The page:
FDA Approves New Hemophilia A Treatment

Article

Officials with the FDA have approved emicizumab-kxwh (Hemlibra, Genentech) as a treatment for patients with hemophilia A who have factor VIII inhibitors, according to a press release from the agency.

Officials with the FDA have approved emicizumab-kxwh (Hemlibra, Genentech) as a treatment for patients with hemophilia A who have factor VIII inhibitors, according to a press release from the agency.

Patients with hemophilia A are missing a gene which produces factor VIII, a protein that enables blood to clot. Emicizumab-kxwh is indicated for adult and pediatric patients with hemophilia A who have developed antibodies called factor VIII inhibitors. It is a preventive treatment given weekly via subcutaneous injection.

Emicizumab-kxwh’s approval is based on data from 2 clinical trials that demonstrated the treatment’s safety and efficacy. In the first trial, 109 males aged 12 years and older with hemophilia A with FVIII inhibitors were randomly assigned into 2 groups.

The researchers compared treatment with emicizumab-kxwh to no prophylactic treatment in 53 patients who were previously treated with on-demand therapy with a bypassing agent before enrolling in the trial. Patients who took emicizumab-kxwh experienced less bleeding episodes per year (2.9) compared to those who did not receive prophylactic treatment (23.3).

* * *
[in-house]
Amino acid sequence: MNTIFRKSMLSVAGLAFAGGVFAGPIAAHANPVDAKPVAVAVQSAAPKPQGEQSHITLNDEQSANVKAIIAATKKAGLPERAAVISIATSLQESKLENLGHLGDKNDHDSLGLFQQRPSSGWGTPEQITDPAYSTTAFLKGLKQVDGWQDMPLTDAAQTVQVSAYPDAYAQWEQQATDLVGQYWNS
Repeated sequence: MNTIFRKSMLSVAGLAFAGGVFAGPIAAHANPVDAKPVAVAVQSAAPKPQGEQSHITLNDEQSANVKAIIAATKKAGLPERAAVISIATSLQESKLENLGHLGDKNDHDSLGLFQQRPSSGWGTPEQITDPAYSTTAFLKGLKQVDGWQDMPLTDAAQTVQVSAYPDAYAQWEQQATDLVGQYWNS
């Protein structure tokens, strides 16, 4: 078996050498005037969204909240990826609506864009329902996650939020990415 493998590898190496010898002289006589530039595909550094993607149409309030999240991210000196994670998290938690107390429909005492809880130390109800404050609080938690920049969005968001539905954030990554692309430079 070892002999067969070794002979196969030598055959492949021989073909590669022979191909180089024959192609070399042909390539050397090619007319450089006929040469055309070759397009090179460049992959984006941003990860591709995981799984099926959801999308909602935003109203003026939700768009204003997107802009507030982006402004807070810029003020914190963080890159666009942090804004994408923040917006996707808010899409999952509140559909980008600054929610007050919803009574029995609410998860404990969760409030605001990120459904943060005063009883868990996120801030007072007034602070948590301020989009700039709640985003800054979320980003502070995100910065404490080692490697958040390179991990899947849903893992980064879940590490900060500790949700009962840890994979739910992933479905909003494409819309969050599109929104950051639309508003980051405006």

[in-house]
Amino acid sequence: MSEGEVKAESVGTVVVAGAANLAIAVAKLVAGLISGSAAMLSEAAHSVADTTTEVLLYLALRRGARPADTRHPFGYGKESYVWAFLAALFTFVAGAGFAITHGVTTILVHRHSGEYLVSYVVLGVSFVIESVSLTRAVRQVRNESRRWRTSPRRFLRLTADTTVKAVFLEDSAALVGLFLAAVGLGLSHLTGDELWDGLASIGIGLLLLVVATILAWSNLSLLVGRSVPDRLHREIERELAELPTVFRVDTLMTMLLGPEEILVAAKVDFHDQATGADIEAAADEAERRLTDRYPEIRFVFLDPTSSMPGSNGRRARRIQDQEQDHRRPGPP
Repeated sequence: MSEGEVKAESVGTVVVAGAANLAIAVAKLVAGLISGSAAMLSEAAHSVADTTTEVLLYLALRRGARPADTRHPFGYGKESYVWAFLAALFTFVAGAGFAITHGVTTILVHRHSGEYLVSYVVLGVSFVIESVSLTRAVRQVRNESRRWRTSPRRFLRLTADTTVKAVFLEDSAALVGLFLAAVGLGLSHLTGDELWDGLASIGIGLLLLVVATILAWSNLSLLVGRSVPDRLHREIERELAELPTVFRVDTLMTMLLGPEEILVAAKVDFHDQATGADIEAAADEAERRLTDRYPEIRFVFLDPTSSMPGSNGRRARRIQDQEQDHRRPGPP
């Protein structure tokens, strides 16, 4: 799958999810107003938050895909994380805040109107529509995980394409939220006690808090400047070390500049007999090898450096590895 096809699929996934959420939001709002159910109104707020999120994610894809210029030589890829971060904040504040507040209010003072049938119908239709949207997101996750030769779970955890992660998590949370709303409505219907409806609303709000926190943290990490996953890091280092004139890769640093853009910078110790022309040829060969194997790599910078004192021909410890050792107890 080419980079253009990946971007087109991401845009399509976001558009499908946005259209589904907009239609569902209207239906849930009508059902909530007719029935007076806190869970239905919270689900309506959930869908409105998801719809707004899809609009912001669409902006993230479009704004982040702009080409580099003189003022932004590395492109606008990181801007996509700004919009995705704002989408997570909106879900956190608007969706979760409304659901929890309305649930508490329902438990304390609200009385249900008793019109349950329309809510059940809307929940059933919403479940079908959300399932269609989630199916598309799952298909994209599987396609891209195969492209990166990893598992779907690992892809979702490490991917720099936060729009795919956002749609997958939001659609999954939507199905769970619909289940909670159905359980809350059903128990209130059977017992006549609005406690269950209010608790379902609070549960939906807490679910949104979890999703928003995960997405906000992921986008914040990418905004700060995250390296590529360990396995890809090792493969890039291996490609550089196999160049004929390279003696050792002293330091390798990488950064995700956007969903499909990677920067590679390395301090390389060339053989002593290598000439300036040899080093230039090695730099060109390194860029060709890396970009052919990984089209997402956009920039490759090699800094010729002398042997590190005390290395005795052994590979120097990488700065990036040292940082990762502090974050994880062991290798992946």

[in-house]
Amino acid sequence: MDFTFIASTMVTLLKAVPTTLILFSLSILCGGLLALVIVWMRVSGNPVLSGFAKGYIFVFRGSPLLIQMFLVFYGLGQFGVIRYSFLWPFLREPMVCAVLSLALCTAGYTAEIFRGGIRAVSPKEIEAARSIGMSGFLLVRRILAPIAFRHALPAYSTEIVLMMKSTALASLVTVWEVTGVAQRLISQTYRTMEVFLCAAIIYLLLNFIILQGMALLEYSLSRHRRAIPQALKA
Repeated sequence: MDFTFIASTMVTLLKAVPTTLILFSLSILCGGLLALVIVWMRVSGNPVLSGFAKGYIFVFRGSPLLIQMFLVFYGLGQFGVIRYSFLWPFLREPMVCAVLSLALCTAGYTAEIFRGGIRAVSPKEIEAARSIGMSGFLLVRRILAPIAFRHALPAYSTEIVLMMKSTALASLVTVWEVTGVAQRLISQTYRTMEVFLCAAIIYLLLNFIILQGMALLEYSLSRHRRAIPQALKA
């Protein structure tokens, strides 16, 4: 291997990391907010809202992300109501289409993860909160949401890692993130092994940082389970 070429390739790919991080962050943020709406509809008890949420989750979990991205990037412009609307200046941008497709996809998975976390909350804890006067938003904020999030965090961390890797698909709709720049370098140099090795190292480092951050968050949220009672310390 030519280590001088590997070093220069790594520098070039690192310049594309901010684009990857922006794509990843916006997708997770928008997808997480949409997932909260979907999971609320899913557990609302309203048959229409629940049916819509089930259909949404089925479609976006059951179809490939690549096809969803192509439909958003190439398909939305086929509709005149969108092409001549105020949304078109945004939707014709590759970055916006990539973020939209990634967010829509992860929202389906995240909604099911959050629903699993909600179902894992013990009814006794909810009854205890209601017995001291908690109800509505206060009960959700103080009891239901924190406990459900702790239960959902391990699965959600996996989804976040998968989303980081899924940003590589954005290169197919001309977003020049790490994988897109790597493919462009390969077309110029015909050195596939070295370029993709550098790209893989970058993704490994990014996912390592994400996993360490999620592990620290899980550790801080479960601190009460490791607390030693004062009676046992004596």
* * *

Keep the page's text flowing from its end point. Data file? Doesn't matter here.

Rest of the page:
Patients who were treated with emicizumab-kxwh also reported an improvement in hemophilia-related symptoms, such as painful swellings and joint pain, as well as physical function compared to patients in the other group.

In the second trial, which included 23 boys younger than age 12, 87% of the patients taking emicizumab-kxwh did not experience a bleeding episode that required treatment.

Common adverse effects reported include injection site reactions, headache, and joint pain. Emicizumab-kxwh contains a boxed warning, alerting health care providers and patients that severe blood clots have been observed in patients who were also given a rescue treatment to treat bleeds for 24 hours or more while on the treatment.

Reference

FDA approves new treatment to prevent bleeding in certain patients with hemophilia A [news release]. FDA’s website. https://www.fda.gov/NewsEvents/Newsroom/PressAnnouncements/ucm585567.htm?utm_campaign=11162017_Hemophilia%20A%20treatment&utm_medium=email&utm_source=Eloqua. Accessed November 16, 2017.

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